She said she was married, and lived with her husband in Darlinghurst. She went to the city on the night of March 5 and met her uncle. They had a cup of tea, and afterwards sat on a seat at the back of Sydney Hospital for some time.

    On her way home she was walking past King’s Lynn Flats, she said, when someone said: “Come here, love,” and “Come here, dear.” She quickened her pace, but three men came out of a passage, grabbed her, and pulled her down a passageway at the side of the flats to a door, through which she was taken. She was then thrown on a bed, by three men, one of whom was Ernest Wilson.

    One man, she said, who was short and dark, left her with Ernest Wilson and another man, and she was assaulted by Wilson.


    As she was dragged down the passageway, said witness, she said: “Oh for God’s sake, let me go home to my husband and children.” Ernest Wilson said: “You’ll go home when we’ve done with you.”

    Mrs Maddocks said she was assaulted by the other man, and was then taken to another room, where there were three men, including Herbert Wilson and Payne. All of them, she said, assaulted her.

The Appearances

    The Senior Crown Prosecutor, Mr LJ McKean, instructed by the State Crown Solicitor. Mr JV Tillett, appeared for the Crown; Mr WR Dovey, instructed by Mr John Hickey, for Ernest Wilson; Mr TP MacMahon, instructed by John Hickey, for Jeffs, Herbert Wilson and Payne; and Mr RD Meagher, of Messrs RD Meagher, Sproule and Co, for Heath.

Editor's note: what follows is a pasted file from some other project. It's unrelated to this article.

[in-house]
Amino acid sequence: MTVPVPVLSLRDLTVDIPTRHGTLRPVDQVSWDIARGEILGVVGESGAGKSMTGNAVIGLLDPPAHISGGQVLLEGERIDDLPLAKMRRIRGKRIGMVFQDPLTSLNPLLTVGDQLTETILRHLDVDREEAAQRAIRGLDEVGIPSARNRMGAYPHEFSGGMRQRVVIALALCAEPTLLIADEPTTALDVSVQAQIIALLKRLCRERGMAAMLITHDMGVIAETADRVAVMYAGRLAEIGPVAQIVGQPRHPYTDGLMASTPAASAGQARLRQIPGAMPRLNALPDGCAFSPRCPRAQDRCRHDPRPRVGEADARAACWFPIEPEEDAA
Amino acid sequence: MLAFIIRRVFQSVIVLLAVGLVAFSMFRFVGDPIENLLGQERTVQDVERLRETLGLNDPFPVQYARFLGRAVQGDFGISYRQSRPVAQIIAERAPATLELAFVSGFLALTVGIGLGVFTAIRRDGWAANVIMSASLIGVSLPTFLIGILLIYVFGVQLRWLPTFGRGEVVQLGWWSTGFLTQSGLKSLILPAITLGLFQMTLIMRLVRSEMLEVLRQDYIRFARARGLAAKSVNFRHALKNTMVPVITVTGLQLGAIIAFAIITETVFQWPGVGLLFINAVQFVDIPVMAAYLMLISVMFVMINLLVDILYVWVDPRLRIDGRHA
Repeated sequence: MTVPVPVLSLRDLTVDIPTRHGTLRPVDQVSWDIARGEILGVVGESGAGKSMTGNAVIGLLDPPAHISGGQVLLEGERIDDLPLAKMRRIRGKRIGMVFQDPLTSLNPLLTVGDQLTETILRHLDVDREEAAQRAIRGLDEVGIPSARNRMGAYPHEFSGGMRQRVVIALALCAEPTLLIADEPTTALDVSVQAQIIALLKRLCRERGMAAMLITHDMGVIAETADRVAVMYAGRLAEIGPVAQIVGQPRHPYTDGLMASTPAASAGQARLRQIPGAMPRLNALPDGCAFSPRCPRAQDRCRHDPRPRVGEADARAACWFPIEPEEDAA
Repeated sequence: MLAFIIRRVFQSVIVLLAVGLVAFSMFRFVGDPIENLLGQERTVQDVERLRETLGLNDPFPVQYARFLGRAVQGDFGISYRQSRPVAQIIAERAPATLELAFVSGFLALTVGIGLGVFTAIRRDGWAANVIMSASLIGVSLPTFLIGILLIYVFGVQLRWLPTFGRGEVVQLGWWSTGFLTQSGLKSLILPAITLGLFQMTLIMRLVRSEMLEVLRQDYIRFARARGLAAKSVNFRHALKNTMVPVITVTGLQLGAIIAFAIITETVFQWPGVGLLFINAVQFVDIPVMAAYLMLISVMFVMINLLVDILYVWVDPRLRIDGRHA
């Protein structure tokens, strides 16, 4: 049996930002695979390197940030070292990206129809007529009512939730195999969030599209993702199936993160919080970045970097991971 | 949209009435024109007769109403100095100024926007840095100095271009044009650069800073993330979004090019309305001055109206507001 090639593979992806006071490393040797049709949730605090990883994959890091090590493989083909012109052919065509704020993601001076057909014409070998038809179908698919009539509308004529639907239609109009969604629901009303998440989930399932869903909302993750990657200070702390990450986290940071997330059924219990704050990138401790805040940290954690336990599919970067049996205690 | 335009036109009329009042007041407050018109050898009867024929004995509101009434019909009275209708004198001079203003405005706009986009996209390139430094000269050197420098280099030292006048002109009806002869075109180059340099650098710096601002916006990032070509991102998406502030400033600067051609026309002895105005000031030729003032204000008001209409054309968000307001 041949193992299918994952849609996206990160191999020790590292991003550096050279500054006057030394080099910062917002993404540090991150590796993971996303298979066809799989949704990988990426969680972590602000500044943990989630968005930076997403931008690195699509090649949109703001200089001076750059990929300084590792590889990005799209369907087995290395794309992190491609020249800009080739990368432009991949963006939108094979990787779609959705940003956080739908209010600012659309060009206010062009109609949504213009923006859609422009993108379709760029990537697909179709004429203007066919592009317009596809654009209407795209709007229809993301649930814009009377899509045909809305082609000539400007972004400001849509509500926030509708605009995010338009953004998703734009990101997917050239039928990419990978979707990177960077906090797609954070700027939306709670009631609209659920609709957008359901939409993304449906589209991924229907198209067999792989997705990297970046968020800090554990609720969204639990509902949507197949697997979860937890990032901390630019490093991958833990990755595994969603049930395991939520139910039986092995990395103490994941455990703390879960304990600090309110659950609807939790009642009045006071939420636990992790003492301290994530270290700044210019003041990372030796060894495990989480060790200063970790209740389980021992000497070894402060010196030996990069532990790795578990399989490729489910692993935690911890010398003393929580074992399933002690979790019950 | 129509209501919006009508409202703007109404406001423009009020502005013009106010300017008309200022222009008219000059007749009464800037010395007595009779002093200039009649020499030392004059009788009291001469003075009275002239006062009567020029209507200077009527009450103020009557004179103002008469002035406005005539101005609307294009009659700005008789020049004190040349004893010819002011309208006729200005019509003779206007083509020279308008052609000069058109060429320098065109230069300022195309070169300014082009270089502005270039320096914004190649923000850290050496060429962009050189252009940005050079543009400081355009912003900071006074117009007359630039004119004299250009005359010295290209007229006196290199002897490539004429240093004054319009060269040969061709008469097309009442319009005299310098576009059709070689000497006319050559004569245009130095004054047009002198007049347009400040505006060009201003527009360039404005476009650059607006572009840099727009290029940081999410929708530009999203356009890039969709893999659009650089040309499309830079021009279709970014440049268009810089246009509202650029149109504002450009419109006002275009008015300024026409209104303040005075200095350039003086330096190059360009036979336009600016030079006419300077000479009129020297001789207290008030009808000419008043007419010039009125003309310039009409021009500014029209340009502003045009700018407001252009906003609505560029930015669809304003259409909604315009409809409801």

The witness then related revolting details of the alleged assault.

    She met some other men in the hall, and Ernest Wilson said: “Phil, this is our little sport. I’ve given her two pounds for the night. Will you make it a fiver?” Jeffs said, “Certainly.”

    After declaring that Jeffs, in spite of her entreaties assaulted her in a room, the door of which was locked. Mrs Maddocks told of disgusting offences which she alleged had been committed. Another man, called Pete, spoke to her in a disgusting manner. Ernest Wilson, she said, offered her lager and a cigarette, which she refused, and Pete made improper remarks.

    Ernest Wilson, she said, remarked to her: “If you won’t smoke and won’t drink, you must take this,” whereupon he held her while Ernest Wilson poured something from a bottle into a spoon and poured it into her mouth. She held it in her mouth for a few moments, and then spat it out.


    Witness told Mr McKean that she did not know what the liquid was but it tasted bitter.

    Ernest Wilson then left the room, and Heath assaulted her in an abominable manner, she said. Afterwards she got into the passageway outside, but three men, one of whom was Herbert Wilson, barred her way. She went back, and saw a girl sitting with Ernest Wilson. She asked Ernest Wilson to clear the passage way, and when he went out, she said to the girl: “Look out, love, for they’ll do the same to you as to me.” The girl said “Oh!”

    She said that she was finally allowed to leave about 11.40, when she went home and returned with her husband after which she telephoned for the police.

    Mr MacMahon: Did you ever tell Mr Woolley that you were living apart from your husband?—No.

    You swear that positively?—Yes.

    Mr MacMahon: Mrs Maddocks, what relation is Mr Woolley to you?

    Mrs Maddocks: He is my uncle.

    How long have you been friendly with him?—Ever since I was born, I suppose.

    Did you ever tell him your husband was not supporting you?—I did.

    Witness also told Mr MacMahon that her married life had been happy. She did not know any of the accused by sight prior to March 5.

    She said that before March 5 she went to the Children’s Court and got an order against her husband.

    She had been living apart from her husband some time before March 5.

    Before living in Arthur Place, she had lived in Palmer-street, Bourke-street, and with her parents at Ballina.